Objectives: The objective of this study was to determine short- and long-term excess mortality associated with diastolic echocardiographic measures (primarily E/e′ ratio) in patients with HF with reduced ejection fraction. Background: In patients with heart failure (HF), Doppler echocardiography diastolic alterations are frequently but not convincingly linked to survival. Consequently, they are not included in risk-score algorithms or substantially mentioned in HF guidelines. Methods: Consecutive patients with HF Stage B to C, diagnosed between 2003 and 2011, with ejection fraction <50%, Doppler diastolic characterization, complete clinical evaluation, and estimated pulmonary pressure, were analyzed. Outcome measure was mortality under medical management. Results: The 12,421 eligible patients were 69 ± 14 years of age, 32% were women, 72% had Stage C HF, with ejection fraction 36 ± 10% and E/e′ ratio of 17 ± 9. During median follow-up 4.0 (1.1 to 7.0) years, 1-year and 5-year mortality were 17 ± 0.4% and 42 ± 0.5%. E/e′ ratio >20 was linked to elevated 1-year mortality (adjusted odds ratio: 1.45 [95% confidence interval (CI): 1.16 to 1.83]; p = 0.001). Long-term E/e′ ratios >20 and >14 to 20 were associated with reduced survival (adjusted hazard ratio: 1.21 [95% CI: 1.07 to 1.37]; p = 0.003, and adjusted hazard ratio: 1.15 [95% CI: 1.02 to 1.29]; p = 0.02), independent of all HF characteristics and in all patients’ subsets, including HF Stage B and Stage C. Guideline-based diastolic-grade algorithm also independently predicted mortality (p < 0.0001) but was definable less frequently (70%). Conclusions: In reduced ejection fraction HF, diastolic Doppler alterations entail considerable mortality independent of all presentation characteristics. Elevated E/e′ ratio, associated with worse HF at diagnosis, is also, independent of presentation, linked to substantial short-term reduced survival and long-term sustained excess mortality and should be incorporated into HF risk assessment.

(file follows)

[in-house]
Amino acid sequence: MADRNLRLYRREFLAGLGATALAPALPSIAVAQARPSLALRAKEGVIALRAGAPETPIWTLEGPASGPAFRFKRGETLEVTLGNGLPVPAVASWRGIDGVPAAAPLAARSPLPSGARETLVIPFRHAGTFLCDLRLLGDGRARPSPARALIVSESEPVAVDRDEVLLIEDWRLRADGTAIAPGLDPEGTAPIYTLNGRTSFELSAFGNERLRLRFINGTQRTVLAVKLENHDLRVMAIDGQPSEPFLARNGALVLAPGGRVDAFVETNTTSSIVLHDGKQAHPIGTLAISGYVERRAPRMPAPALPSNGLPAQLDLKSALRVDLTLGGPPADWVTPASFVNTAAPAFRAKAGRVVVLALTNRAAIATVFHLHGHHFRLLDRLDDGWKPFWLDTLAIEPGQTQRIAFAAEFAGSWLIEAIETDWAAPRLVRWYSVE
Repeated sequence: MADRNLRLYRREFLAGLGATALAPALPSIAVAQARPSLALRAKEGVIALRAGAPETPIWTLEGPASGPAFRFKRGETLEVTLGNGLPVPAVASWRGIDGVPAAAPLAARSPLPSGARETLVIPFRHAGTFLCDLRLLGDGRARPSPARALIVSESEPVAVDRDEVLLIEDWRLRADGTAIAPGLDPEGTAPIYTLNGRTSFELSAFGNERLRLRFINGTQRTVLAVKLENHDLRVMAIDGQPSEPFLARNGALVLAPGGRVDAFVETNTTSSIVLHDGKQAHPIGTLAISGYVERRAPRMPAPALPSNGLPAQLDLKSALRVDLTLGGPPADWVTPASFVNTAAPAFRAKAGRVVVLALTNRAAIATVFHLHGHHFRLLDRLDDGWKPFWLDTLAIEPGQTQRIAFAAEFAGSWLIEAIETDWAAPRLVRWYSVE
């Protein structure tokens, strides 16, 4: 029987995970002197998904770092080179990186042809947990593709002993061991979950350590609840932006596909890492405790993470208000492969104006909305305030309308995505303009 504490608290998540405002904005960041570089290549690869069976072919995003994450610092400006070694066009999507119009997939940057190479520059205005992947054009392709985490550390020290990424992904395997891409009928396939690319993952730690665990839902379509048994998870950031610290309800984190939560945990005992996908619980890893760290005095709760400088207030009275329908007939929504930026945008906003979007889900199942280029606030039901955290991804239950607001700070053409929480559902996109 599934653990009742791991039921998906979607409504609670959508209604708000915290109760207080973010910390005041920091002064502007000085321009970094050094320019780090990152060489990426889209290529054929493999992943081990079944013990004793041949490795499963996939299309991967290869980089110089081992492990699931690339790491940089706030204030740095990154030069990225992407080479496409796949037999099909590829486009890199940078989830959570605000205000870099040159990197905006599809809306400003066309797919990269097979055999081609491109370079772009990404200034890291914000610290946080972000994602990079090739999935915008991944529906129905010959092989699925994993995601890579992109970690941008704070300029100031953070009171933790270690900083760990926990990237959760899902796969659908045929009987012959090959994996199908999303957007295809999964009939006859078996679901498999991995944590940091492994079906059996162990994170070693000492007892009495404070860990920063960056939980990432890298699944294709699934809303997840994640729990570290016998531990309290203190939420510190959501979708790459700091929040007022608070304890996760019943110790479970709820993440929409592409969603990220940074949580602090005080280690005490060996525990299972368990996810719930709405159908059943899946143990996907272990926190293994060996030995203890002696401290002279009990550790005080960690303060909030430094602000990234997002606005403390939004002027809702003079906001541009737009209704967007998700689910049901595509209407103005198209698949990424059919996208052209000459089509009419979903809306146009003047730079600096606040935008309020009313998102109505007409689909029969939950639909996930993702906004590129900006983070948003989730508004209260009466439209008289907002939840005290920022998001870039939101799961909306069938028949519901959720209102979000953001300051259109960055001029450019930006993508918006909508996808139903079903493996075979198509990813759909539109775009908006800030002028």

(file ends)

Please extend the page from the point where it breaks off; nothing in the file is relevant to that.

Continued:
- diastolic function
- heart failure
- left ventricular dysfunction
ASJC Scopus subject areas
- Cardiology and Cardiovascular Medicine